The feds didn’t mince words when they leveled charges against Houston billionaire Robert Brockman, who is accused of taking $2 billion through an elaborate scheme. Prosecutors call it the biggest case of tax evasion of its kind in American history against a single individual, according to the U.S. Justice Department.
“Complexity will not hide crime from law enforcement,” U.S. Attorney Dave Anderson said at a Thursday press conference announcing the charges. “We will not hesitate to prosecute the smartest guys in the room.”
ELABORATE SCHEME: Houston stepmom, son ordered to pay nearly $13M after being convicted in elaborate fraud scheme
Brockman, the CEO of a software company was charged in a 39-count indictment Thursday that includes charges of money laundering, conspiracy, wire fraud and tax evasion, according to the U.S. Justice Department. The extensive 42-page indictment unsealed Thursday morning states that Brockman created companies on the British Virgin Islands and allegedly used them to hide assets from the IRS.
In the indictment, prosecutors allege that Brockman’s scheme was decades long, covering a 20-year period. The charges also include allegations that between 2008 and 2010, Brockman reportedly bilked investors out of nearly $68 million. The feds’ case against Brockman was further supported by another billionaire Robert F. Smith. According to prosecutors, Smith assisted Brockman in hiding his profits earned through Smith’s company Vista Equity Partners via offshore accounts.
“No scheme is too complex or sophisticated for our investigators,” Chief of IRS Criminal Investigation Jim Lee said. “Those hiding income or assets offshore are encouraged to come forward and voluntarily disclose their holdings.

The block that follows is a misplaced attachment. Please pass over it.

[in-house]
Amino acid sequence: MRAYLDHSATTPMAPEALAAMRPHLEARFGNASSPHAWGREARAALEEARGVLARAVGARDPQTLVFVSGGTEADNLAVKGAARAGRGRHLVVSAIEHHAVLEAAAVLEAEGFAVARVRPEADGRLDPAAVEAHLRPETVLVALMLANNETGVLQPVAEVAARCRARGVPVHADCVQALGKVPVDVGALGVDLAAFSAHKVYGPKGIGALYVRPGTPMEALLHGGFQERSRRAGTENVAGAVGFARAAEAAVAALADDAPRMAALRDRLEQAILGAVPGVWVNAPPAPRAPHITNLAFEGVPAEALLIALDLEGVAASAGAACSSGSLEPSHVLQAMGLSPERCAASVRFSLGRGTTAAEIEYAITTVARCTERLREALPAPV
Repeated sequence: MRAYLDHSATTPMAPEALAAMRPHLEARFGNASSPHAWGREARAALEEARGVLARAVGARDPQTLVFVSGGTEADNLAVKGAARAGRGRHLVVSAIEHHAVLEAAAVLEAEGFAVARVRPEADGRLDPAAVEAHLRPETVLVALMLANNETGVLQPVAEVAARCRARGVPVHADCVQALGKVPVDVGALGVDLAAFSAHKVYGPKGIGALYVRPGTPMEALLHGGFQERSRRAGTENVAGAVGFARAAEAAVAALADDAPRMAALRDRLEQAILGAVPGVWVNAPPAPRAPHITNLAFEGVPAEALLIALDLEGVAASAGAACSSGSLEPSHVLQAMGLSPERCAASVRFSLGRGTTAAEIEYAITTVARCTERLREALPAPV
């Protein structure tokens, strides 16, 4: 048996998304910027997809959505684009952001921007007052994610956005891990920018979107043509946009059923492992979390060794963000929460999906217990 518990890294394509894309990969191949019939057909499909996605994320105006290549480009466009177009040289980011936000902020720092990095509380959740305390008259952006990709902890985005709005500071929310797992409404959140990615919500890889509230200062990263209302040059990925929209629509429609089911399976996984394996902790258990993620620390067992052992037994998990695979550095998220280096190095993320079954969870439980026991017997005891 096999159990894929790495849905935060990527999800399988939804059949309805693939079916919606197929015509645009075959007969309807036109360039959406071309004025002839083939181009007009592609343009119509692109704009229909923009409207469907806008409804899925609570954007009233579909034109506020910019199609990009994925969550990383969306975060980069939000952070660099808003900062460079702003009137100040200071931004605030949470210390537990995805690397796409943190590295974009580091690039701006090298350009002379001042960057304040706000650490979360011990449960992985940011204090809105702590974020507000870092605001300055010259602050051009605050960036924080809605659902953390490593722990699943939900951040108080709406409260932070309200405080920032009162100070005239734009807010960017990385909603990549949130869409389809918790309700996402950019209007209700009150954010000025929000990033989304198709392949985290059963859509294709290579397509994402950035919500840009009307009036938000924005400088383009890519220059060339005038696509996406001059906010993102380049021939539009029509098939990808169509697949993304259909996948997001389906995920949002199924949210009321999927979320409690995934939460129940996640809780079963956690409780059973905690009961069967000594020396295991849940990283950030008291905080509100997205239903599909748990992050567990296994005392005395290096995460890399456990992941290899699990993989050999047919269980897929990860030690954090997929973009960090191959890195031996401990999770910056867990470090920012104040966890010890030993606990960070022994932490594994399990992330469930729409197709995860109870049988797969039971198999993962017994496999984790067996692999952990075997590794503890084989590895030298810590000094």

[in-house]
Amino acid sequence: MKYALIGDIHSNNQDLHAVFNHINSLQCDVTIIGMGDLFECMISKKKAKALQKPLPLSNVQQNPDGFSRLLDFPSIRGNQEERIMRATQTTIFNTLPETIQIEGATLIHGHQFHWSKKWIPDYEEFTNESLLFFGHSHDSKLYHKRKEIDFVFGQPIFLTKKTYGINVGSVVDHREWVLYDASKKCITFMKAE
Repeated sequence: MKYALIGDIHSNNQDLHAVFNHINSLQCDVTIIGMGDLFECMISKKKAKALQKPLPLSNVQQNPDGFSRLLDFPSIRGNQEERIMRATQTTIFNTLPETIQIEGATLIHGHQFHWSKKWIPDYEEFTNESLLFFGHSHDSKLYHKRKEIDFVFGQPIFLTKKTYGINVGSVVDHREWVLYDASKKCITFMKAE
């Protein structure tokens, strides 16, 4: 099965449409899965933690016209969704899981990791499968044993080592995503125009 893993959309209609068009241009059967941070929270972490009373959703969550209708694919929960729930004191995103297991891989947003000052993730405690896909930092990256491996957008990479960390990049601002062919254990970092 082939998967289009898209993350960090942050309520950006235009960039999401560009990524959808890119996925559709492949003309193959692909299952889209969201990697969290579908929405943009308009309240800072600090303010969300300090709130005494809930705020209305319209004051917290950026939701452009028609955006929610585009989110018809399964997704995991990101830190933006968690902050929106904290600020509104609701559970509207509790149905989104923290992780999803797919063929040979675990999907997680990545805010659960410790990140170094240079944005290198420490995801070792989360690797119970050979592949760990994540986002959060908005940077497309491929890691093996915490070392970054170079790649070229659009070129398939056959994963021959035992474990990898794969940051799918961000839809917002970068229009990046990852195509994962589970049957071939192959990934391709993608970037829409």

According to the allegations in the indictment, Brockman’s scheme was comprised of a tangled web of offshore entities. Brockman allegedly directed untaxed capital gains income to secret bank accounts in Bermuda and Switzerland, according to the indictment.
Prosecutors said that he created code words on encrypted emails in an attempt to hide his assets overseas. According to the indictment, Brockman’s code word was “Permit,” and the IRS was called “the house.” He assigned others certain names with fish-themed code names, including “Redfish,” “King,” “Bonefish,” “Snapper, or “Steelhead.”
Brockman currently lives in Houston and Pitkin County, Colorado, and his estimated net worth is $1 billion, according to the U.S. Justice Department. Federal prosecutors argued that Brockman’s access to a private jet in Houston currently makes him a flight risk. On Thursday morning, Brockman pleaded not guilty on all counts and was released on $1 million bond.
“We look forward to defending him against these charges,” Kathryn Keneally, Brockman’s lawyer said in a statement to Wall Street Journal’s Dave Michaels and Miriam Gottfried.
Source : chron.com